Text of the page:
PULP FICTION
PULP of the MONTH

About the Author

Three Poems

Rusty Barnes is a poet, writer and editor in Revere MA. He grew up in the foothills of the Appalachians, where he developed a taste for the Romantics, which led him everywhere else eventually. He coedits Live Nude Poems with his wife, the poet Heather Sullivan. You can find him on Twitter @rustybarnes23

JESUS IN THE GHOST ROOM

Nixes Mate Books



1979 TRIP TO CHERRY FLATS: A DREAM

We will not stop to piss, what's your twenty,
my brother-in-law says over the CB,

cutting past the traffic barricade,
and somebody up ahead says stop,

Smokey on the main drag like
the movie. I am riding bitch

in his Super Bee struggling
to stay level with no seatbelt.

I am 10 and scared shitless,
as I know the tires are bald

because we are all piss-poor,
and the exhaust is loud as

the wheels spit gravel down
the dirt road and I pray to a God

I don't know yet that I survive
to get back to my GI Joe dolls.

We slalom around a tight curve,
my head bangs against my sister's

shoulder. The brakes lock. I decide
in that moment If I live to see

the end of this shit-assed day,
I'm going to become a minister.




SHOOTING STAR

The sky doesn't matter, nor the flash we see
skittering across it like a knock-kneed roan.
What matters is the cute dress you're wearing,

my hand high on your hard little hip
and the freshet of freckles across your face,
the prevailing sense of summer at night,

how the billion stars wink out and die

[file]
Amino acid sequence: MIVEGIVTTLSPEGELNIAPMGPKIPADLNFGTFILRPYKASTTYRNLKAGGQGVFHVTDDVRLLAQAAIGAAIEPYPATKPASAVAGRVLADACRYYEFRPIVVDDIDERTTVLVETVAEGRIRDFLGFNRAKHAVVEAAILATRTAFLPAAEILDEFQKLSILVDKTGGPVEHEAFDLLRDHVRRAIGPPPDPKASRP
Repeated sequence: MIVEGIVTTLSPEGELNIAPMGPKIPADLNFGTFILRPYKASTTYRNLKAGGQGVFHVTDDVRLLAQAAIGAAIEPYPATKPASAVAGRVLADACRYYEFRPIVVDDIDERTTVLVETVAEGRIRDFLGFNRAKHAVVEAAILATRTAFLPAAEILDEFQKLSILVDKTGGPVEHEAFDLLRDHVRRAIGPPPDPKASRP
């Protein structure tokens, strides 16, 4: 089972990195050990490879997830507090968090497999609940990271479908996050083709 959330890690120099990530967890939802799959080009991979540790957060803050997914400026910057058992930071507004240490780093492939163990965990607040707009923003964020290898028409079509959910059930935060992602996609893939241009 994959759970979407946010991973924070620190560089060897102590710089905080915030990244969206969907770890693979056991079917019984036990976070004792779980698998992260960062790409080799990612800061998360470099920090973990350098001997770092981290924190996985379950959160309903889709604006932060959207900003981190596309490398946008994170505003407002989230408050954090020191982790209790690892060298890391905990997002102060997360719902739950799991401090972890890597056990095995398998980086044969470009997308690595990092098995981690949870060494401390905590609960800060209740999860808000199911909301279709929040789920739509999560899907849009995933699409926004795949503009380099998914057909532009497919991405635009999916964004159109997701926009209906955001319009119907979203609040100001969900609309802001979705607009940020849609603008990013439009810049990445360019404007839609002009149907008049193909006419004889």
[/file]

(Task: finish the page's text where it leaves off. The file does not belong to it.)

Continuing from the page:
and re-bear themselves like the tiny
fissuring atoms they are

and how we sit here, old of the universe,
staring up and making wishes and talking
like adults one to the other on the back

deck except you are ten and I am not
and these tiny moments will soon be gone
whether I can bear thought or not,

and that will have to be OK. I will
have to be OK. The world remains.
And I hold your slippery hand

as you and your youth rush away
to join the universe.




IN MY FATHER'S LABYRINTH

In the labyrinth of the elders
called Hall of the Dead, where the deckled

skins of raccoons stretched
on their racks for drying

and the ink-black barrel of oiled
dye lay roiling, two muskrat

skins stood chastened against their
cooling boards, the stink

of wet skin and the curse of father tongue
held over every thing like a pall

over a lich-yard,
such was my father's camp to me,

where he would boil traps and knife
the grimy flesh from the fur for sale to men who

stank of rubber and cheese
with the bones of nameless animals

under their hatbands.
I spoke here in doleful tones, dirt under

my nails and sweat in my pits
learned how to huh and swagger my way

through conversations
how to hock a loogie six feet away

and never reveal how it bruised my lips
on those rare occasions my father kissed me.



Copyright © 2021 Rusty Barnes.

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Nixes Mate Books

Rusty Barnes

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